Whilst some of these ranks are clearly recognised, I had to do a bit of research into the origins of some others. The Lascar, for example, is an Indian sailor, army servant or artilleryman. As some of the British collectors were indeed military men stationed in India, they would have come across such titles.

 

 

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227 Ahoy! the Navy - Sailors and a Yeoman. Top to Bottom: Chocolate Sailor, Banded Yeoman & Short Banded Sailor

 

Amongst the definitions for Yeoman, was this: a naval petty officer who performs clerical duties. The Sailors, too, generated some debate, as there are some quarters who believe that the common name should be "Sailers" – which originates from the way the Neptis species "sails" in flight. Of course, given the family of names of the armed forces, it could well be possible that there was every intention to call these species "Sailors" instead, so that the officers of the British Navy could also be recognised, and the butterflies named for posterity. And finally of course, we have to salute the Indian Red Admiral as the highest-ranking officer in the navy.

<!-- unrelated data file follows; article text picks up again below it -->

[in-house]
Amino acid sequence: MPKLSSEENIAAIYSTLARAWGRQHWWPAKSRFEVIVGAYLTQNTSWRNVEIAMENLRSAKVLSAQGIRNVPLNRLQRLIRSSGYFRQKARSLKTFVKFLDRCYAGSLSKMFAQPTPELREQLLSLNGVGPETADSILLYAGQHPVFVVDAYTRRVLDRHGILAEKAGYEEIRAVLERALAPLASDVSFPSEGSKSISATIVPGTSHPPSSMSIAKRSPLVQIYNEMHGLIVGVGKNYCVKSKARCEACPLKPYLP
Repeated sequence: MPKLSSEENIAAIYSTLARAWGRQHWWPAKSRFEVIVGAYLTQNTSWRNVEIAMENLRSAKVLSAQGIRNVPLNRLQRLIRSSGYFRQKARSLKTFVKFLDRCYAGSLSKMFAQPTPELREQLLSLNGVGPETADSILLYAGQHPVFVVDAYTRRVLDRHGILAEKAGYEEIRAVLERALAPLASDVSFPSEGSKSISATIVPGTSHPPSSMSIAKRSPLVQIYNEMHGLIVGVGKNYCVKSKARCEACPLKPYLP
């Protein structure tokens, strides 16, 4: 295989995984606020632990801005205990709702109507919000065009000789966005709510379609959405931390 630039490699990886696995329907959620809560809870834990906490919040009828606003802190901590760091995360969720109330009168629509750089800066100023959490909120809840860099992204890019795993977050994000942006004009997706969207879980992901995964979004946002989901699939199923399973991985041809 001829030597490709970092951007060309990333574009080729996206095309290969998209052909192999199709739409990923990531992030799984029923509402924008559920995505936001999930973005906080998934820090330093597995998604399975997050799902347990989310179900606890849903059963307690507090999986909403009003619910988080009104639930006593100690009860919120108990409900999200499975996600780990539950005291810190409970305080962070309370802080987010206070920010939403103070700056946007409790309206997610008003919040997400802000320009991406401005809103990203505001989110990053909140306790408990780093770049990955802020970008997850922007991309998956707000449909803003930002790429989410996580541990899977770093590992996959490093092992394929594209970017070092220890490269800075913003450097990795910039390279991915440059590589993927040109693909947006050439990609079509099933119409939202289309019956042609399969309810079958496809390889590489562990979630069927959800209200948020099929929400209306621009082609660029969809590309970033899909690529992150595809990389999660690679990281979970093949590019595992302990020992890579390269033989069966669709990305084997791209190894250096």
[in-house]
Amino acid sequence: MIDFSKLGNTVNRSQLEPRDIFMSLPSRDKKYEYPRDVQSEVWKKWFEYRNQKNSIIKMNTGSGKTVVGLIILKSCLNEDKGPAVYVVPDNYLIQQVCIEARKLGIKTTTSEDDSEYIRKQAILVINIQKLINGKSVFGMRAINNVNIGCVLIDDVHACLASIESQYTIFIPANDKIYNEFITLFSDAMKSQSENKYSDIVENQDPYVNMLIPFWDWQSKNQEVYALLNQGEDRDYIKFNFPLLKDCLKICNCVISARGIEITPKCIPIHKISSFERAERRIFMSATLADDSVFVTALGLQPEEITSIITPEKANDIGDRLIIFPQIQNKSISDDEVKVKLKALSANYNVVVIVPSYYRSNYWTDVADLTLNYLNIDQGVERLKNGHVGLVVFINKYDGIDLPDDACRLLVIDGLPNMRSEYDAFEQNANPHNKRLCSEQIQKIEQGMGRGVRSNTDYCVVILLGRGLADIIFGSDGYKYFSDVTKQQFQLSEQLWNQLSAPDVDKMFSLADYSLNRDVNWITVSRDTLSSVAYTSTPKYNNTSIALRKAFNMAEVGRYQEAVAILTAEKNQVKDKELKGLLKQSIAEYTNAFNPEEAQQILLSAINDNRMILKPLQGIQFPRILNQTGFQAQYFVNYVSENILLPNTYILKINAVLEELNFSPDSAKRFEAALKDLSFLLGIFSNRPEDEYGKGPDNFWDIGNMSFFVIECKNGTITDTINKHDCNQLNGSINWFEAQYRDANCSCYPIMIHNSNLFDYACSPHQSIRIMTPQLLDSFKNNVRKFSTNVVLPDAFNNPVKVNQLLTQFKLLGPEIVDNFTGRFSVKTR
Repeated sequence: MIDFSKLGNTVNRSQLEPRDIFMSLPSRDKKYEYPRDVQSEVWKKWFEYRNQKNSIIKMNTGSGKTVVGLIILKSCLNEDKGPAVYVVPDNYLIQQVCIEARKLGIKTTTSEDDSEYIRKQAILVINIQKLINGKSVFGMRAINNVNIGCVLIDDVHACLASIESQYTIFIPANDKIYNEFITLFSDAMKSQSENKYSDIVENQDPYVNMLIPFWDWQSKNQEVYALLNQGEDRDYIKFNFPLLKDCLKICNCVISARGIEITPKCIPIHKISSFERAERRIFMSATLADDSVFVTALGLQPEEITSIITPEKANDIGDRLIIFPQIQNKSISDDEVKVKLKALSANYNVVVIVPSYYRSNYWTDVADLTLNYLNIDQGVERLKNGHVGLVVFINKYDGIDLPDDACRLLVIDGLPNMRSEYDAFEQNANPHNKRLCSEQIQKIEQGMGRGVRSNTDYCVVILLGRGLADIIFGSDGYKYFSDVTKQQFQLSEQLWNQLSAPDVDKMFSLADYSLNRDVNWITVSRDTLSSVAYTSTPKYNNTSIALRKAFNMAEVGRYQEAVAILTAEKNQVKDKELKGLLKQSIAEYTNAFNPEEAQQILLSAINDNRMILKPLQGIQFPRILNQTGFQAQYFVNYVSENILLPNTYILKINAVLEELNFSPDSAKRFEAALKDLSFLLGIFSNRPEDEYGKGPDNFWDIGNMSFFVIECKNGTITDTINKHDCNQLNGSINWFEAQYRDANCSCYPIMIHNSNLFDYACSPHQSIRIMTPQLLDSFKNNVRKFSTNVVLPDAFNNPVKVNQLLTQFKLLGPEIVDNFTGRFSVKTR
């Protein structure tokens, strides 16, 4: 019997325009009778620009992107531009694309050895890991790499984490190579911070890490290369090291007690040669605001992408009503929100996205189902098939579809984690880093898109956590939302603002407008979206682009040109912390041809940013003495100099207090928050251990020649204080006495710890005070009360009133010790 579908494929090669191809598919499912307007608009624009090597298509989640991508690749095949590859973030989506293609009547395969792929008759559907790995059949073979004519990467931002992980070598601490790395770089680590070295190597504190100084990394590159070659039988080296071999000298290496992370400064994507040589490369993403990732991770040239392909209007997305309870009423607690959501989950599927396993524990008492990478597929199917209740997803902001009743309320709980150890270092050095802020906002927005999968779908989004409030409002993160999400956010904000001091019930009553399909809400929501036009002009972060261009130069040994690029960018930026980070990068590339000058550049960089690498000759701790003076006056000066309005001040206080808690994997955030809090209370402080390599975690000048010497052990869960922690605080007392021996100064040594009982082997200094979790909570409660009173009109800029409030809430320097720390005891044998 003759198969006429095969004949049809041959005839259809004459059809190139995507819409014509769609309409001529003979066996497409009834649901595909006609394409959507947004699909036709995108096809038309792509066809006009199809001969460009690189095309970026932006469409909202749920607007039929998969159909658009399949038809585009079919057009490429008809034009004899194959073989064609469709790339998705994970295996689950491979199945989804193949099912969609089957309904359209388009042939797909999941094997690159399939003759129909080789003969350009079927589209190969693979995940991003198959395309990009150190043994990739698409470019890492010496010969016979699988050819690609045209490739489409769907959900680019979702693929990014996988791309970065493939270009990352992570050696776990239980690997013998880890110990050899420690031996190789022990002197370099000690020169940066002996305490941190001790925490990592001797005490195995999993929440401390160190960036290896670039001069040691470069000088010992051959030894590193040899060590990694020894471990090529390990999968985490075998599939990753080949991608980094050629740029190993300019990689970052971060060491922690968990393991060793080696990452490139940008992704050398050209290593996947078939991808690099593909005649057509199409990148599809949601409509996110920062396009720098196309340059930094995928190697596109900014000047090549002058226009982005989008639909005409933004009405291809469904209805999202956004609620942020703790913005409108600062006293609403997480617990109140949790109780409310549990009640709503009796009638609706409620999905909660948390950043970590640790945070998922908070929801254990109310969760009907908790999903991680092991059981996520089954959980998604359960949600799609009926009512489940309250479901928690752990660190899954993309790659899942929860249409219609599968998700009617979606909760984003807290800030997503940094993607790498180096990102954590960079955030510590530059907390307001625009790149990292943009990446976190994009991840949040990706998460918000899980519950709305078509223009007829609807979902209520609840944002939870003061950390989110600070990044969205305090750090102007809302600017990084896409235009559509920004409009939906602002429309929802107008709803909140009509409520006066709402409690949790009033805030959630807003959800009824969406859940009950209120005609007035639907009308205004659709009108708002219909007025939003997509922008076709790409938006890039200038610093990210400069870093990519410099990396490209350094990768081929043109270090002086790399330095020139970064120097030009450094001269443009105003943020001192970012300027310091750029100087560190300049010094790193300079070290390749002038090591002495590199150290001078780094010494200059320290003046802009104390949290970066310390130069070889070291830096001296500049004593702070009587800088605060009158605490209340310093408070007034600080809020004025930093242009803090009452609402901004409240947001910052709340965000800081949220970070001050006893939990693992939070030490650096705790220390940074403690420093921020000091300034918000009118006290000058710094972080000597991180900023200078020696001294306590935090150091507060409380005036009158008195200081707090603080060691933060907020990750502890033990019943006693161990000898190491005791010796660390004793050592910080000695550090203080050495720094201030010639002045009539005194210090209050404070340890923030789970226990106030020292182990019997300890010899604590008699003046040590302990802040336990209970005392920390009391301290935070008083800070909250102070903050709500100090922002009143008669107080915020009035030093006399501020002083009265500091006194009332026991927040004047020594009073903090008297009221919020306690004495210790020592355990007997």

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231 An Admiral and his Cruiser?

 

Another possible military association for a butterfly name is the Cruiser. Amongst the definition is: a large, fast moderately armoured and gunned warship.

 

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233 Said the Viscount to the Duke, "Where are the ladies?" Top: Malay Viscount, Bottom: Purple Duke

 

In another category of common names, would be titles from Peerage – a system of titles in the UK representing the upper ranks of British nobility and aristocracy. Peers are of five ranks in descending order of hierarchy:

* Duke

* Marquess (or Marquis)

* Earl

* Viscount

* Baron

 

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236 Said the Viscount to the Duke, "Where are the ladies?" Top: Malay Viscount, Bottom: Purple Duke

 

The title Archduke may be the odd one out, as it is an aristocratic title that originates from continental European countries. And for the Nawab (or Nabob), the definition would be: a provincial governor of the Mogul empire in India. Another from Indian origin would be the Rajah: the bearer of a title of nobility among the Hindus.